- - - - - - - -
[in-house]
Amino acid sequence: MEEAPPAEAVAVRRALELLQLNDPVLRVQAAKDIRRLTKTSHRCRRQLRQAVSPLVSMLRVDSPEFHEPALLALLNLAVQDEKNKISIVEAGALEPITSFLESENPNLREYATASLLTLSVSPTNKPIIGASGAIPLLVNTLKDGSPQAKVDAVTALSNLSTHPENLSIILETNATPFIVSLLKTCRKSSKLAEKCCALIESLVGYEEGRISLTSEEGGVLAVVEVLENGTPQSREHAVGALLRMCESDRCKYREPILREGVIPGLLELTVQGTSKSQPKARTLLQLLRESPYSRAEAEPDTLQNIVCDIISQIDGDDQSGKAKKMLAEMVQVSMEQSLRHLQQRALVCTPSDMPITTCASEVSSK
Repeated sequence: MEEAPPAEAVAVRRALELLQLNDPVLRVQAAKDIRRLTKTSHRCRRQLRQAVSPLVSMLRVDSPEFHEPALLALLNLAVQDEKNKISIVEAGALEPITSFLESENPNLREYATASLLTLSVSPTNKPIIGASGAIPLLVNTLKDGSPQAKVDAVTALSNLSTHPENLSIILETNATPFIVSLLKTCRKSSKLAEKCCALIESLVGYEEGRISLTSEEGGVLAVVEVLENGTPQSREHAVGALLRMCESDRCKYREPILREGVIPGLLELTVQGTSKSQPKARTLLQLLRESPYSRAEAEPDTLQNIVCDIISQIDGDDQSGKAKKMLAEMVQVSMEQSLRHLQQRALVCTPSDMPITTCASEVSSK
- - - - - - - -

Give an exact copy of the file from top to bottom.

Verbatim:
[in-house]
Amino acid sequence: MEEAPPAEAVAVRRALELLQLNDPVLRVQAAKDIRRLTKTSHRCRRQLRQAVSPLVSMLRVDSPEFHEPALLALLNLAVQDEKNKISIVEAGALEPITSFLESENPNLREYATASLLTLSVSPTNKPIIGASGAIPLLVNTLKDGSPQAKVDAVTALSNLSTHPENLSIILETNATPFIVSLLKTCRKSSKLAEKCCALIESLVGYEEGRISLTSEEGGVLAVVEVLENGTPQSREHAVGALLRMCESDRCKYREPILREGVIPGLLELTVQGTSKSQPKARTLLQLLRESPYSRAEAEPDTLQNIVCDIISQIDGDDQSGKAKKMLAEMVQVSMEQSLRHLQQRALVCTPSDMPITTCASEVSSK
Repeated sequence: MEEAPPAEAVAVRRALELLQLNDPVLRVQAAKDIRRLTKTSHRCRRQLRQAVSPLVSMLRVDSPEFHEPALLALLNLAVQDEKNKISIVEAGALEPITSFLESENPNLREYATASLLTLSVSPTNKPIIGASGAIPLLVNTLKDGSPQAKVDAVTALSNLSTHPENLSIILETNATPFIVSLLKTCRKSSKLAEKCCALIESLVGYEEGRISLTSEEGGVLAVVEVLENGTPQSREHAVGALLRMCESDRCKYREPILREGVIPGLLELTVQGTSKSQPKARTLLQLLRESPYSRAEAEPDTLQNIVCDIISQIDGDDQSGKAKKMLAEMVQVSMEQSLRHLQQRALVCTPSDMPITTCASEVSSK